There was an interesting announcement today which came directly from Apple: The new Intel-powered Macs (MacBook Pro, and the 2006 iMac) are able to boot natively to Windows XP using an Apple utility called Boot Camp. This means that if you're a Mac fan, but there's this one piece of software that you HAVE to use, you can still buy a Mac and run your software natively on Mac hardware. This also means, however, that you get to deal with all the insecurities which are part and partial to the whole Windows package. You also have to actually purchase Windows XP ($194.99).
Still, this is a big step. For many people on the fence, this is likely to be the feature that will convince them to purchase a Mac. Shawn's crystal ball says: lots of users with this "dual-boot" setup with Windows and Mac OS X on their Mac. The Windows side will be totally screwed up with your choice of malware, while the Mac side will be running just fine. People will choose to use Mac OS X instead of fix Windows.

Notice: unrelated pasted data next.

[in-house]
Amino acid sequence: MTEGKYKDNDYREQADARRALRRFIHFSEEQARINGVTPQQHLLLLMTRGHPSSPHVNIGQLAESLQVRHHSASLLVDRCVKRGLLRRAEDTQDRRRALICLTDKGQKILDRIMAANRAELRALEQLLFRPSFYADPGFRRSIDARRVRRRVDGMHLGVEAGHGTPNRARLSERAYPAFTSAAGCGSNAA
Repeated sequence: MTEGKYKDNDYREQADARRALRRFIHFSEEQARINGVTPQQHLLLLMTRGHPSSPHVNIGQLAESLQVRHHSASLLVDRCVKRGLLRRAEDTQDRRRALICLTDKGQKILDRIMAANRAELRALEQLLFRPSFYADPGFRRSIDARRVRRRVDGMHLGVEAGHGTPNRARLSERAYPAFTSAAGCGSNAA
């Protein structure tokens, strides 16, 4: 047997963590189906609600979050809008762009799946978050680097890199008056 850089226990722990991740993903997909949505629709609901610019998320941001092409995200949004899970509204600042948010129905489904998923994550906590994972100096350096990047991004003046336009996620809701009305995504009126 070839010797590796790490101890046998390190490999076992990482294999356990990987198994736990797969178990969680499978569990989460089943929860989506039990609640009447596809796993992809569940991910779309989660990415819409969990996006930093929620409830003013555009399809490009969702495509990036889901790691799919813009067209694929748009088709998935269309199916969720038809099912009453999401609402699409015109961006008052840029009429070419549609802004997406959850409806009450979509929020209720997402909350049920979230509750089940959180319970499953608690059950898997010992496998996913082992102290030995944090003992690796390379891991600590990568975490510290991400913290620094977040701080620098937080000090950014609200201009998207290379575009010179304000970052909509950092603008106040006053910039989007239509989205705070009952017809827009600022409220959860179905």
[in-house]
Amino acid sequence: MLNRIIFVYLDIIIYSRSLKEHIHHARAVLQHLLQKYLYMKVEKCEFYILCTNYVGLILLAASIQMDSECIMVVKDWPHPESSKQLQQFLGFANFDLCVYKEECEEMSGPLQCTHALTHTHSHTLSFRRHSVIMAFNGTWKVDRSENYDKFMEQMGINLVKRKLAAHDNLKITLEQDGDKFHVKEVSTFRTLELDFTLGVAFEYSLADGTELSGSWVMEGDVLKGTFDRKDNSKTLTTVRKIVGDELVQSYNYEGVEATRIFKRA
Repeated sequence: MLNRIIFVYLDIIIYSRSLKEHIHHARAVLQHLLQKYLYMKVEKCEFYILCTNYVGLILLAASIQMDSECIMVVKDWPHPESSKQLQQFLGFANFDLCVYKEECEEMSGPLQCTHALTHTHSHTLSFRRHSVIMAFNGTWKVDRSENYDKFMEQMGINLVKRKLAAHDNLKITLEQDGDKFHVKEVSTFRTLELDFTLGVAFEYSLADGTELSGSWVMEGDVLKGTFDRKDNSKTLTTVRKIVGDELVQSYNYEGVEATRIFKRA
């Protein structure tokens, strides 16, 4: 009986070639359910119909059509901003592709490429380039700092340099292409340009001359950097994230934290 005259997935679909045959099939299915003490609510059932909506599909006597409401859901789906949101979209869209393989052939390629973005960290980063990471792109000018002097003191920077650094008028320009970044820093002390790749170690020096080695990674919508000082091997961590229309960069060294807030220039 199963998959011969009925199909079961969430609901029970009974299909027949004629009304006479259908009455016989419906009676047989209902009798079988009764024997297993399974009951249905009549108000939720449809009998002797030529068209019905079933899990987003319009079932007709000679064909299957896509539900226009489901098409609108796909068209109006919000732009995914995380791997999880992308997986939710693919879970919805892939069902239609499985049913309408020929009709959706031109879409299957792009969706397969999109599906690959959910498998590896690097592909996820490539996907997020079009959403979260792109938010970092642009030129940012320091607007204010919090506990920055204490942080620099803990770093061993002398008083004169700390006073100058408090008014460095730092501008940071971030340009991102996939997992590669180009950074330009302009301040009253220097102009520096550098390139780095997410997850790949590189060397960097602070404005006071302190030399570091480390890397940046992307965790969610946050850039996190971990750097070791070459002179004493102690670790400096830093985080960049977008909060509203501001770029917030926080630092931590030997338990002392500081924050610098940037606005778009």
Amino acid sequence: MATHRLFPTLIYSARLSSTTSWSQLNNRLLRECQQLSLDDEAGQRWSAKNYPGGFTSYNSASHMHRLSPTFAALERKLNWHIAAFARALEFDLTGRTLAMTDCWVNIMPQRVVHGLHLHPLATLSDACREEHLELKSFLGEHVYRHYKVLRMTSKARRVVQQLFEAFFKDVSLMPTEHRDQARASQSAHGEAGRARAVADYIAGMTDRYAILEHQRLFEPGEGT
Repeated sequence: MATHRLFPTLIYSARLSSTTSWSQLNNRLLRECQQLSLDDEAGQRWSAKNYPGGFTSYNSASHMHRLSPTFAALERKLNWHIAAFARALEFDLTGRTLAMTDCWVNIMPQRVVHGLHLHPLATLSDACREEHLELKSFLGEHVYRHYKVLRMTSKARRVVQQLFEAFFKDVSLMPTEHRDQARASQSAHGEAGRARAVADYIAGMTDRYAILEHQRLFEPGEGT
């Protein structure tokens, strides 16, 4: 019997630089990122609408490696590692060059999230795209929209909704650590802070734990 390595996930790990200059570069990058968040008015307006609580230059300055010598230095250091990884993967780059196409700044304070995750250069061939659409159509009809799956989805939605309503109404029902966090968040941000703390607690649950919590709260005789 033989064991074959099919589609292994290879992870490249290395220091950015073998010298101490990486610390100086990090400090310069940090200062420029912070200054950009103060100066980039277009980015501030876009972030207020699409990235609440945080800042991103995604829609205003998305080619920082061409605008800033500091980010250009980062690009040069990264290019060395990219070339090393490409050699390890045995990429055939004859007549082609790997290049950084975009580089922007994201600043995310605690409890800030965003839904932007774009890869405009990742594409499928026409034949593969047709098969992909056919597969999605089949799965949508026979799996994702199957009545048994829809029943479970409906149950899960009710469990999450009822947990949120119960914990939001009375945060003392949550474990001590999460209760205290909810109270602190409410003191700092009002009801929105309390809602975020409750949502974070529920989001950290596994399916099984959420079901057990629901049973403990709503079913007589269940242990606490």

Boot Camp is currently in public beta, which means it's free to download, but use it with a grain of salt because it's not officially a finished piece of software. It will be officially released as part of Mac OS X 10.5 "Leopard" whenever that comes out (probably early 2007).
In any case, I've heard reports of it working as promised. The next step is to have both operating systems running simultaneously, so you don't have to restart your computer to get to Windows. Also, look for Linux to be available in a similar configuration.